Marcelo Bielsa identifies the City star Leeds must halt
PUBLISHED: 16:26 31 January 2019 | UPDATED: 16:28 31 January 2019
Marcelo Bielsa has targeted Teemu Pukki as the man Leeds United have to stop in a Championship promotion shoot out against Norwich City.
Pukki took his tally to 17 league goals for the season in the 2-2 draw against Sheffield United, and Bielsa respects the attacking threat posed by Daniel Farke’s squad ahead of this weekend’s Elland Road showdown.
“Pukki’s skills are not common in English football,” the Argentine said at his pre-match press call on Thursday lunchtime. “He’s a player who is hard to neutralise, he is always in good positions to receive the ball and makes many movements.
“He plays very simple, but he is very efficient.
“Norwich is a team that attacks very well and is designed to attack. It doesn’t mean that they don’t defend well, but the profile of the team is a creative one.
“We want to attack, but we know we will have to defend a lot too, it is an opponent we have to respect.
“If you have a difference of six points and the team plays with regularity, it is a big difference.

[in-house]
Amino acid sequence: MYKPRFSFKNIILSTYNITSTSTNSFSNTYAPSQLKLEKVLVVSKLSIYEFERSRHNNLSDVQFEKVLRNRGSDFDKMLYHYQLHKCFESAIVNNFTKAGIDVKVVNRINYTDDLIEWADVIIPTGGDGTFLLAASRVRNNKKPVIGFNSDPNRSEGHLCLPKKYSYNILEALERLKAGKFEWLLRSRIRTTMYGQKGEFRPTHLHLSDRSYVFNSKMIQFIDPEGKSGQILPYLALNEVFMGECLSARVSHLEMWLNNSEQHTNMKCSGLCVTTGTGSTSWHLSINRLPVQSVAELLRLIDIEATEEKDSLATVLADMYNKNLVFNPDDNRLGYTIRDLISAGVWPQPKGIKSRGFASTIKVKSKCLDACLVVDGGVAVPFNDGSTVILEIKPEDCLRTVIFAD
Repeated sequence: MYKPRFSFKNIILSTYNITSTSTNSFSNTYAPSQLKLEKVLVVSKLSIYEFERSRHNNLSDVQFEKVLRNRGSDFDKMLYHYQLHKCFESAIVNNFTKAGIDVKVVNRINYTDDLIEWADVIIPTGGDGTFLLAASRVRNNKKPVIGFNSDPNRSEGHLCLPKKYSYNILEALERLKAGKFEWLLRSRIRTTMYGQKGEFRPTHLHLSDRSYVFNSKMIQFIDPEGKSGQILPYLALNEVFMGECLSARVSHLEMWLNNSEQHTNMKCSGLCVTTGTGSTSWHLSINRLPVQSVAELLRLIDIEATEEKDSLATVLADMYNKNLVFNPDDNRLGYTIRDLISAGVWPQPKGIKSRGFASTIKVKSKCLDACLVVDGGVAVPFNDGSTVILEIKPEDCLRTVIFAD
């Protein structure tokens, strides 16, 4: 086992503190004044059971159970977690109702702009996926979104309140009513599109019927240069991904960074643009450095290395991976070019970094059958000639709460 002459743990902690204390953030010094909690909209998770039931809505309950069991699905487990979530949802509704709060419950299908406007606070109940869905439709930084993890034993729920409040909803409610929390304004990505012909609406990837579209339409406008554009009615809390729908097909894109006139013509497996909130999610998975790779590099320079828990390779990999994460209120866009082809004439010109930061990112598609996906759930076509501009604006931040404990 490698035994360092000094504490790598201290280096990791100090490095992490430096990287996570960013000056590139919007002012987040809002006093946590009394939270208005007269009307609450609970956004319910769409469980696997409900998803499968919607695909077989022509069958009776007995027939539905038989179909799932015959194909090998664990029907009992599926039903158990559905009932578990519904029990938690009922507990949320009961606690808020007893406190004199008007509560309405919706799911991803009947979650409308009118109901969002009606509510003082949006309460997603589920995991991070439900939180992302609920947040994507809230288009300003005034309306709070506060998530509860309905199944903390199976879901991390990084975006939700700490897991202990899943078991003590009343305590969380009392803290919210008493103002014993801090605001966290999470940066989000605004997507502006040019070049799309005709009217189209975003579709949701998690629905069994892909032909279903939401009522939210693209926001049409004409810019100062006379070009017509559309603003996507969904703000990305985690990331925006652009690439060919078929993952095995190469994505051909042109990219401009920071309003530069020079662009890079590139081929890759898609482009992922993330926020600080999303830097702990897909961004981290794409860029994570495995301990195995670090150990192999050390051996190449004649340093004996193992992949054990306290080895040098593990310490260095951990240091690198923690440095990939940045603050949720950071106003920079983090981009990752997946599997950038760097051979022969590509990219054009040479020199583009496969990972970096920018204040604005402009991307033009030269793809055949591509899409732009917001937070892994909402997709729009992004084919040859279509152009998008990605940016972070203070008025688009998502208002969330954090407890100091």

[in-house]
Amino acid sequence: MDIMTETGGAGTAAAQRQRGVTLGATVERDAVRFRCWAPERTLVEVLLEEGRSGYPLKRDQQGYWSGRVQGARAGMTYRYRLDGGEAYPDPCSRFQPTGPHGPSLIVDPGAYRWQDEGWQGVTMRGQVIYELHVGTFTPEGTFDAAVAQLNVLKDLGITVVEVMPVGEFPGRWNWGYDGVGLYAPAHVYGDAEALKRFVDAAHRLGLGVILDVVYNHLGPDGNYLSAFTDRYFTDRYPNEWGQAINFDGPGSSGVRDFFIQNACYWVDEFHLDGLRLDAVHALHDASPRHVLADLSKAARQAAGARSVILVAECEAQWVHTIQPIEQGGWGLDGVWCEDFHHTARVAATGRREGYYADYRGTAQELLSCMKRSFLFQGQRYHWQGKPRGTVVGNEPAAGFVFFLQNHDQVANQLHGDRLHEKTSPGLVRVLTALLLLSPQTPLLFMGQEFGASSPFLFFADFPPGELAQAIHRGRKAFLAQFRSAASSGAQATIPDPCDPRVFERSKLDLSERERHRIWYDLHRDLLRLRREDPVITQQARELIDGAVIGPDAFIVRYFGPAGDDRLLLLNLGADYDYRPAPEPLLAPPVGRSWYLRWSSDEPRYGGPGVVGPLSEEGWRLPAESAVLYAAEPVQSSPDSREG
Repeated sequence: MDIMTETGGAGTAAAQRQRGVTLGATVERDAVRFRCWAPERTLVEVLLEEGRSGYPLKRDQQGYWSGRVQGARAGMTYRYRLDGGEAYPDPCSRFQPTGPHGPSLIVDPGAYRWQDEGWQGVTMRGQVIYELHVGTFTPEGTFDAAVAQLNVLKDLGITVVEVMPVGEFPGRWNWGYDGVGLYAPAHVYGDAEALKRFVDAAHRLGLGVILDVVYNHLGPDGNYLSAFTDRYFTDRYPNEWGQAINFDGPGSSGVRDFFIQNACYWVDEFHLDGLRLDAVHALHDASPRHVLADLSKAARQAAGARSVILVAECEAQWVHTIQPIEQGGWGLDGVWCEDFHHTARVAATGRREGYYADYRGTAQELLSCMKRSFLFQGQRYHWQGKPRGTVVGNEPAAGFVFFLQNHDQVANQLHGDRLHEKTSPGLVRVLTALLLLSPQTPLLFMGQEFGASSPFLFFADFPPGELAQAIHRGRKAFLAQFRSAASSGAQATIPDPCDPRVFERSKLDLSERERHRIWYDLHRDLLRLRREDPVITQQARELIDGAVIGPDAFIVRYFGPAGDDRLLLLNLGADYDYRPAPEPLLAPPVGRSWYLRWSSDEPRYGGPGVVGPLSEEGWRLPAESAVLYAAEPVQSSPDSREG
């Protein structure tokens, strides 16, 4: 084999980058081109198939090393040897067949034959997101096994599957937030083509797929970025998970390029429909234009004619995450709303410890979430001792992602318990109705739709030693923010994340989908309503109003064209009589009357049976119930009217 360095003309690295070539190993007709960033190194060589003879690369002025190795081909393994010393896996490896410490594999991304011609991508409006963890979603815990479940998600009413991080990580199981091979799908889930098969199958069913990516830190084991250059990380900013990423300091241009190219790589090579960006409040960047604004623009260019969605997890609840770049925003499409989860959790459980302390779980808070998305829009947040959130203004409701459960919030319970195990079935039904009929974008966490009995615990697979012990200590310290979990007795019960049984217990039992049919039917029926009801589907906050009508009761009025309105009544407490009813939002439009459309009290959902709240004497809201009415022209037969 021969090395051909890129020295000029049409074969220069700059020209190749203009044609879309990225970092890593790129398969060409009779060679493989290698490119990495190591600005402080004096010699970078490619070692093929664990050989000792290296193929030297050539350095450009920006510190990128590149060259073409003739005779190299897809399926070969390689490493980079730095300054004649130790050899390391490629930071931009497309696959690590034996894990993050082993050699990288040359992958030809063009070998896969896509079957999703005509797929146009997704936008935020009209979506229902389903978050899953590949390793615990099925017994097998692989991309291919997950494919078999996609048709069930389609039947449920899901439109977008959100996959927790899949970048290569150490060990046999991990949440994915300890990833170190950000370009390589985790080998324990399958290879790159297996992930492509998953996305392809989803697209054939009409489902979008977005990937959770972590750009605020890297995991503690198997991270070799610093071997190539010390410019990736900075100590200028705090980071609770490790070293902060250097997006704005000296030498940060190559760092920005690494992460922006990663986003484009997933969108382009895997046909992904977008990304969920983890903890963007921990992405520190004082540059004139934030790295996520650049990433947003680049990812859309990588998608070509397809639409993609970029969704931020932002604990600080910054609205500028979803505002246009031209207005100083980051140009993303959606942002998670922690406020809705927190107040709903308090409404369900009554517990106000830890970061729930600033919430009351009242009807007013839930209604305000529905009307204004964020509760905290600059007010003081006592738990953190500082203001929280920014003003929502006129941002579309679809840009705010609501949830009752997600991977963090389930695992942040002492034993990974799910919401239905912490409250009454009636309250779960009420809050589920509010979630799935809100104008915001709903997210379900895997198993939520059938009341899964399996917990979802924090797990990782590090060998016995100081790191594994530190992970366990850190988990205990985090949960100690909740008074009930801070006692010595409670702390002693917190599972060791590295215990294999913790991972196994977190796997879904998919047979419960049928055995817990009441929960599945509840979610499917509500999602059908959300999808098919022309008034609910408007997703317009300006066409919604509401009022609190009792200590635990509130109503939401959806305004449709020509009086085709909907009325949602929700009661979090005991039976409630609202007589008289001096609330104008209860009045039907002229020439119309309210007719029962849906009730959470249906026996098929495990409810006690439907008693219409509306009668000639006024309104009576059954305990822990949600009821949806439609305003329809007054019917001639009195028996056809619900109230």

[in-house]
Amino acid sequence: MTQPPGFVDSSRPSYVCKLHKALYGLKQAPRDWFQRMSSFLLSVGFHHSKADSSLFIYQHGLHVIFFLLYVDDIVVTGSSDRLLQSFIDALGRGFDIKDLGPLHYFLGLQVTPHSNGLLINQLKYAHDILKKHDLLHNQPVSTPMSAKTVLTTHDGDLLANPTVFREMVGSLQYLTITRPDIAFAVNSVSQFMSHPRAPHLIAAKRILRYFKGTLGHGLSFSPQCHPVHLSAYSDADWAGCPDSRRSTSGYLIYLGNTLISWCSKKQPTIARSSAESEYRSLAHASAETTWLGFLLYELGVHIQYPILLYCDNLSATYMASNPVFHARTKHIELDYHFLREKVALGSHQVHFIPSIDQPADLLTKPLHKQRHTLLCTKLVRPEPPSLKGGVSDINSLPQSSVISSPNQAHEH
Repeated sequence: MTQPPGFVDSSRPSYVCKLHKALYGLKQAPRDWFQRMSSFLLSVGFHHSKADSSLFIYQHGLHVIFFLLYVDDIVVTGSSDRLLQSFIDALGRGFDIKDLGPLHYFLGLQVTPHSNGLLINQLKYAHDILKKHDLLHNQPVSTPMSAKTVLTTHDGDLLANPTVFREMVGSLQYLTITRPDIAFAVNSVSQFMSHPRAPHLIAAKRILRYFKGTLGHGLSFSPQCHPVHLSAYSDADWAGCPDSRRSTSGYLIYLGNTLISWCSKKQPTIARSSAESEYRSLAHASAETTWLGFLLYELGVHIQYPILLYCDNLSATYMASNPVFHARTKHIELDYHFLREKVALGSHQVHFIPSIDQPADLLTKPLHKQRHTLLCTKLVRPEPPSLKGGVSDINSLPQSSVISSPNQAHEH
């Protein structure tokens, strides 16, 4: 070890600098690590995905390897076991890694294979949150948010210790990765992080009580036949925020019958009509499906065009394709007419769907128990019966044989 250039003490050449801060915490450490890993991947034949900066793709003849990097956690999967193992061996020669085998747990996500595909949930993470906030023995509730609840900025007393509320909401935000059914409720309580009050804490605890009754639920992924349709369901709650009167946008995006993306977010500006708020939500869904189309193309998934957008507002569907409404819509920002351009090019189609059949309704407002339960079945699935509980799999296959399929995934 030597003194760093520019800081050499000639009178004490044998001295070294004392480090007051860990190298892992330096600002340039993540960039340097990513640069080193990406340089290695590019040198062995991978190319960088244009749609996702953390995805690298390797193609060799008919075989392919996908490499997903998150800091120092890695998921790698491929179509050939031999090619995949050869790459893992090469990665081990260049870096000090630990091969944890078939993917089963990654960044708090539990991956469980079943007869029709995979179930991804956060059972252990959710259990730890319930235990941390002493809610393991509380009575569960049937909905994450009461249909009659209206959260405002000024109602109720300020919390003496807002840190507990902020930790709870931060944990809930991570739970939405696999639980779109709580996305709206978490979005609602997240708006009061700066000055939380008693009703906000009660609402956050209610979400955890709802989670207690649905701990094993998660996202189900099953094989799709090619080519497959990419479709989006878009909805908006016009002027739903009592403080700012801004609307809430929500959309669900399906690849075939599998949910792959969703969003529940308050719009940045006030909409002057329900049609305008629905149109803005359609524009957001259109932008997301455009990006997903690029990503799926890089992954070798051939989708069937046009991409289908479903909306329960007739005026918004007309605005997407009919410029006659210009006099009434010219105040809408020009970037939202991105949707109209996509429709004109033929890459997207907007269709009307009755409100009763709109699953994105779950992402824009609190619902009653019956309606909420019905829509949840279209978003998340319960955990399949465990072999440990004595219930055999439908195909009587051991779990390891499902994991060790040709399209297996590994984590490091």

“If the team doesn’t and has ups and downs, it is not as significant.
“I think apart from the position that both teams occupy, the offensive aspect is for both teams is attractive to supporters.”
Bielsa has been embroiled in a spying controversy sparked when a member of his staff was spotted at Derby’s training ground.
The football authorities continue to investigate that matter but Bielsa was happy to name his starting line up for Norwich’s visit.
Pablo Hernandez has been passed fit after a knock in last week’s comeback win over Rotherham, as Leeds look to move six points clear of their nearest challengers.
“If we have a difference of six points and if the team plays with regularity then it is a big difference,” he said. “If we have ups and downs then it is not. In England the desire to win is stronger than the fact that we don’t want to lose.
“In England they prefer to win than avoid a loss. This tells us a lot about how the English culture sees the game. This is what makes English football around the world.”
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